Tag Archives: Samantha Allen

Five out of Ten Issue #4 Out Now

The cover of Five out of Ten

The cover of Five out of Ten

If you haven’t heard of Five out of Ten, it’s a magazine of independent video game criticism edited by Alan Williamson with a unique profit model. Apart from overhead costs, each contributor to the magazine splits the profits from their issue. Alan also has a proven track record of publishing minority voices in games criticism including Kris Ligman, Lana Polansky and former Border House contributor Denis Farr.

I have two articles in their fourth issue (entitled “Storytellers”) which was just released! Both articles would be of interest to The Border House readers. The first, “Going Stealth: Hitman: Blood Money and Gender Passing” compares my experiences with “passing” to the mechanics of stealth games. The second, “Worlds Apart” reads the parallel dimensions of Silent Hill as a metaphor for queer experience.

Apart from my work, this issue features excellent articles by Ed Smith, Oscar Strik, Julian Williams and Alan Williamson. They write on a diverse array of games including Link’s Awakening, Dear EstherL.A. NoireBioshock and Nier.

If you buy the magazine (for £5.00 or for the “early bird” discount of £3.50), you’ll be directly supporting my work in games criticism and I would really appreciate it. Of course, I’ll be continuing to produce free content for The Border House but I worked hard on my Five out of Ten articles and I’d love to share them with you. You can buy the magazine HERE.

 

Sexism in Video Games Panel at ETSUcon

From left to right: Jenn, Samantha and Kat at the Sexism in Video Games panel.

From left to right: Jenn, Samantha and Kat at the Sexism in Video Games panel.

During the last weekend of April, I had the privilege of traveling to East Tennessee State University in Johnson City, TN to be on the “Sexism in Video Games” panel at their inaugural ETSUcon. The panel consisted of Kat Haché, Jennifer Culp of Gamervescent, TBH contributor Samantha Allen (that’s me!) and Cameron Kunzelman. The topic of our panel was the continued and pervasive sexism of video gaming culture.

[You can listen to the entire panel on YouTube.]

A trigger warning: from 34:42 – 36:27, we discuss David Gaider’s blog post about a female Dragon Age writer who pointed out that a male writer on the team had written a rape scene without realizing it. The discussion is not explicit but I don’t want the introduction of the topic to surprise anyone.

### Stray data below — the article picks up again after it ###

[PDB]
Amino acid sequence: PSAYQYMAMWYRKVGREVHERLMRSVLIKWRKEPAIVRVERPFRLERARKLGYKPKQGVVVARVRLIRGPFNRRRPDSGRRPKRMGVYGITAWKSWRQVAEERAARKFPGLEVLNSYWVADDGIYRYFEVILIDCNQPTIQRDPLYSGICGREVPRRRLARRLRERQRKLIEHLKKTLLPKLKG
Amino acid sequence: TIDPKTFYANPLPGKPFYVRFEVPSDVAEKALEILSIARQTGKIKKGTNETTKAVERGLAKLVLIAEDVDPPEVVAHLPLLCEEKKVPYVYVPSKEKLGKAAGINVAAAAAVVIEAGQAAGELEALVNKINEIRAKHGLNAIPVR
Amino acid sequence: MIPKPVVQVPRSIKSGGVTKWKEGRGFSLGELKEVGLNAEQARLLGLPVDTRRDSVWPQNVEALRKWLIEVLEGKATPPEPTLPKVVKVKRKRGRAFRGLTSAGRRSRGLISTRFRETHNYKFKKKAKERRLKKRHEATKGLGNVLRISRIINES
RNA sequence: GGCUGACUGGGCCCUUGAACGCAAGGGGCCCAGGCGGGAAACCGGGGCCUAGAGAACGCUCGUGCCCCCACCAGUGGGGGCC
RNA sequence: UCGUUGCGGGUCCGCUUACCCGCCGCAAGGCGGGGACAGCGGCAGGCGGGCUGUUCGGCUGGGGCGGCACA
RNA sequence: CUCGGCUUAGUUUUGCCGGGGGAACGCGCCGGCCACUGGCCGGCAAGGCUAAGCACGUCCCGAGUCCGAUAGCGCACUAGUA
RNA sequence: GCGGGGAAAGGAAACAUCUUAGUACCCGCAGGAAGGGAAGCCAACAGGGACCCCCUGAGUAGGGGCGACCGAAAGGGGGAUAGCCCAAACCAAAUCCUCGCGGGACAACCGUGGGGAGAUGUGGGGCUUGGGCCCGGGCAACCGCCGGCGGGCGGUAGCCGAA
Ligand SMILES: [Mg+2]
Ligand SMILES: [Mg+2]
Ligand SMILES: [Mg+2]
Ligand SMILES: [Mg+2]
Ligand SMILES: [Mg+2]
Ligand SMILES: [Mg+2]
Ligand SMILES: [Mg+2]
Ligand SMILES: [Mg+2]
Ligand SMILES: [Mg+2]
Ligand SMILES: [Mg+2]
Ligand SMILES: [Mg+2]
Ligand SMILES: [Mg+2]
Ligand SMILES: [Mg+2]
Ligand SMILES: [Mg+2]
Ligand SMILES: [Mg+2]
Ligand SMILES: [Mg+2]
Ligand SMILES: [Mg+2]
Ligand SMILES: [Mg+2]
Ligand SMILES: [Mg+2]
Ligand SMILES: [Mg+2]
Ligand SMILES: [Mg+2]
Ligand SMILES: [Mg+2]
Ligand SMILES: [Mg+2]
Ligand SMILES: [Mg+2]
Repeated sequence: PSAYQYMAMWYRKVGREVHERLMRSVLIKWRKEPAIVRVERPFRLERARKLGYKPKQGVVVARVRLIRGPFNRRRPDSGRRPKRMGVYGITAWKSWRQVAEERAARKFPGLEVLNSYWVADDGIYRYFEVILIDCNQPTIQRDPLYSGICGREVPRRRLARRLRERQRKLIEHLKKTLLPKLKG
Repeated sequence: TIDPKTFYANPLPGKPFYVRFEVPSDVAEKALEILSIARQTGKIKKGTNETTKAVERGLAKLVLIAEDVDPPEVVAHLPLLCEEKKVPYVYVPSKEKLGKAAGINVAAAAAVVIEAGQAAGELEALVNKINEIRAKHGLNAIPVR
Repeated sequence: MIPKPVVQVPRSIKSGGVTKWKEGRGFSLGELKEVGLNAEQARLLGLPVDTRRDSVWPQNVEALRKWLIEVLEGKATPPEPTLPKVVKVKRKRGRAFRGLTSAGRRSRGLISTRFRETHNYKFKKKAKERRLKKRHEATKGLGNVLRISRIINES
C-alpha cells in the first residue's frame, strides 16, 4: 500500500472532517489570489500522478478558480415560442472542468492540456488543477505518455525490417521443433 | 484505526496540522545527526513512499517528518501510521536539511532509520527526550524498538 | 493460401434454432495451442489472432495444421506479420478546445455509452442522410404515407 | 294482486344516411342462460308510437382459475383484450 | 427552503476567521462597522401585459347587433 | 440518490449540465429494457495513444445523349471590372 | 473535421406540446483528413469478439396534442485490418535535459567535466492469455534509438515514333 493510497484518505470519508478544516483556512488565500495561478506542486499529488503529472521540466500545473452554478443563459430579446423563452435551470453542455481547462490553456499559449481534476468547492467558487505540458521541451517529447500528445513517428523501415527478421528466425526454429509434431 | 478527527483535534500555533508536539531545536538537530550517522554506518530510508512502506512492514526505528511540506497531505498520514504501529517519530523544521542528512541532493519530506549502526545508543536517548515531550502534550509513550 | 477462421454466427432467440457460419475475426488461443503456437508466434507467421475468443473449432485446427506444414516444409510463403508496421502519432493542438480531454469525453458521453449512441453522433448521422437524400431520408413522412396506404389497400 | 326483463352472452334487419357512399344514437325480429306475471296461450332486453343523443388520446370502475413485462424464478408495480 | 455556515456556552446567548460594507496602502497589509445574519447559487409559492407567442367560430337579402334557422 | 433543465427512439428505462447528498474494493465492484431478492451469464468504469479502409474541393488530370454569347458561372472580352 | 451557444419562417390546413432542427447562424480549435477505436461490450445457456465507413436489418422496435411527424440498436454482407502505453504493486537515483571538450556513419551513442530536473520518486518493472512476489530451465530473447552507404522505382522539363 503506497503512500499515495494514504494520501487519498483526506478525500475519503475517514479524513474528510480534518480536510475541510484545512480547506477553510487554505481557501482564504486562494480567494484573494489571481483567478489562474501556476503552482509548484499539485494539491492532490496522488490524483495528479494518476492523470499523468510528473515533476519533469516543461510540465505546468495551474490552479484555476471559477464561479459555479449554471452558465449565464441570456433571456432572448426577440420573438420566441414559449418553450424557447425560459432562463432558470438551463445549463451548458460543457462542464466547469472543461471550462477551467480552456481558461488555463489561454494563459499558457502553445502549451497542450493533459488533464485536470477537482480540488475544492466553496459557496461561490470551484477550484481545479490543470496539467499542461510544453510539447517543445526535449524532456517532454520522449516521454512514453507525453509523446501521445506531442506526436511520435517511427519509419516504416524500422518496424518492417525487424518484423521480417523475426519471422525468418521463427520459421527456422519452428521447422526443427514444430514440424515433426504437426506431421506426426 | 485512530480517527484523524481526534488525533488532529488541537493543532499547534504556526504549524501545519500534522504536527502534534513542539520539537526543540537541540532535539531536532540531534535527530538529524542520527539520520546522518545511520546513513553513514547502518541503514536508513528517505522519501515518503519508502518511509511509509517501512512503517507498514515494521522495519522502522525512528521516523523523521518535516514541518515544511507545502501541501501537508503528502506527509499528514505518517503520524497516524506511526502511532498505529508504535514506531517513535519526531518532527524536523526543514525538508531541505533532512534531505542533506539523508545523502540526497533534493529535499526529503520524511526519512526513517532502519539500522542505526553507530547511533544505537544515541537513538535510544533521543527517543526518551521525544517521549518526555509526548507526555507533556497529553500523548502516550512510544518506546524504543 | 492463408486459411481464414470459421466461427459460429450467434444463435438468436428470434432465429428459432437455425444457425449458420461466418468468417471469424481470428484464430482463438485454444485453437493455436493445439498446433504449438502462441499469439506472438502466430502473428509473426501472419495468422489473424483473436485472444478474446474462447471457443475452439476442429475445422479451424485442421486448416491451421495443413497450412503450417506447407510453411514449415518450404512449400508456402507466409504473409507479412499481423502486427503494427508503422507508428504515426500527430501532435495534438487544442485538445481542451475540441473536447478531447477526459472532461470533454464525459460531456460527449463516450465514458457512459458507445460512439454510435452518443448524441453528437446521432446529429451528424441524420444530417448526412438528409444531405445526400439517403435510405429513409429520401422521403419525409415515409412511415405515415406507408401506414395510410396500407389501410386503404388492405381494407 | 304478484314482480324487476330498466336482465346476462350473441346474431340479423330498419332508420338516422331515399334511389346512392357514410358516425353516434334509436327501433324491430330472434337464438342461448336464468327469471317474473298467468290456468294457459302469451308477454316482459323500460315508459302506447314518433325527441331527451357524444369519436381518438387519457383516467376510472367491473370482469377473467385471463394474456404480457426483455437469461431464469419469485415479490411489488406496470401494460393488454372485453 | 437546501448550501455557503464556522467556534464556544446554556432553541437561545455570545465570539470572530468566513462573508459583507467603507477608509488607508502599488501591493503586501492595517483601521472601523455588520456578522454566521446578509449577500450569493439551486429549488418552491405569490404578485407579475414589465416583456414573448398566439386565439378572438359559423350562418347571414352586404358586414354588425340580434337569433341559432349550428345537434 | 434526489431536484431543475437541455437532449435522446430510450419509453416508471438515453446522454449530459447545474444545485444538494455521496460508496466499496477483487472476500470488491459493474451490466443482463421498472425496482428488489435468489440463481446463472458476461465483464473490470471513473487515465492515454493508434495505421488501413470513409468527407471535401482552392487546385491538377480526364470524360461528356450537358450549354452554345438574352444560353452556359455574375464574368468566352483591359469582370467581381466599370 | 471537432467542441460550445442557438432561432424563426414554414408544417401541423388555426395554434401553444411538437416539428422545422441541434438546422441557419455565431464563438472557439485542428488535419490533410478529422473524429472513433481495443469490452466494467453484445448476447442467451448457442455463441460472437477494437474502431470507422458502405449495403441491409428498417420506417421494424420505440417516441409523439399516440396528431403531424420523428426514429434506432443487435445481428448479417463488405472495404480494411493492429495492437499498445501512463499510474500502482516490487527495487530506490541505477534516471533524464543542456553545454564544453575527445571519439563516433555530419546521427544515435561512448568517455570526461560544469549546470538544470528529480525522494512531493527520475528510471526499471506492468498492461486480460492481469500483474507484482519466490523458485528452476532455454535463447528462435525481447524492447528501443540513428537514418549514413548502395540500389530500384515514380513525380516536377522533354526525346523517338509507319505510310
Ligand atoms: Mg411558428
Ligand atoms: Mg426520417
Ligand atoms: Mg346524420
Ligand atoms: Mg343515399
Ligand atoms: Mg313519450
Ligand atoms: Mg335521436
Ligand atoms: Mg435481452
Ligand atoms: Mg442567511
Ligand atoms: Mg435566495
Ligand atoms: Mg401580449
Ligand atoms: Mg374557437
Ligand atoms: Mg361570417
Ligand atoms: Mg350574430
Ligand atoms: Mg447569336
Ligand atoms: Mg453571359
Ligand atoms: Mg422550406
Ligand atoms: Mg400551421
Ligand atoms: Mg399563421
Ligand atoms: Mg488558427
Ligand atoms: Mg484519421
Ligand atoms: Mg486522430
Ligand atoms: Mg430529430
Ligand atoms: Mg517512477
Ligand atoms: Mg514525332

Kat, Jenn, Cameron and I fielded questions on a variety of topics ranging from the infamous Dead Island: Riptide statue to the representation of women in video games to the inclusion of women in video game development studios. We were fortunate to have a lively, participatory audience that filled up the whole room.

The turnout for ETSUcon itself (around 900 attendees) also far exceeded the organizers’ expectations. Thanks to Kat for working so hard to put our panel together, to Justin Mitchell for moderating, to Haein Lee for the photos (the rest of which are posted here), to Chad Barrett for the audio recording and to Frederic Poag for chairing the Con itself.

Feel free to discuss the panel in our comments section. We had a limited amount of time for our panel and we’d love to hear how The Border House readers might have answered some of the questions we received.

Game of the Day: Misogyny Island by Samantha Allen, Fred McCoy, and Kat Haché

Today’s game, written by Fred McCoy, Kat Haché, and TBH contributor Samantha Allen, is a satirical reality show (hosted by who else but Daniel Tosh) where you compete with other contestants for the title of Uber Misogynist. It’s hilarious in a sad, recognizable sort of way. Please note there are slurs aplenty, though they are censored.

If you have made or played an IF or indie game you would like to see featured on The Border House, send it to us at editors (at) borderhouseblog (dot) com. You can see our past featured games at this tag.

TransMovement: Freedom and Constraint in Queer and Open World Games

Samantha Allen is a transgender woman, an ex-Mormon and a PhD student in Women’s, Gender and Sexuality Studies at Emory University writing a dissertation on sexual fetishism. She is also an erstwhile singer-songwriter. You can find her on the web or on Twitter.

[Author's Note: The essay that follows was prompted by Cameron Kunzelman's presentation on the queer games renaissance, which he delivered at the Studies in Sexualities Conference at Emory University. Thanks both to Cameron and to Aaron Goldsman and Sarah Stein who co-organized this conference with me. For the articles that Cameron mentioned in his talk, please go to this post on This Cage is Worms.]

A majestic panorama featuring an armoured woman standing at a river, looking out into a limitless pine forest with mountains and an overcast sky in the background.

Skyrim’s limitless vistas.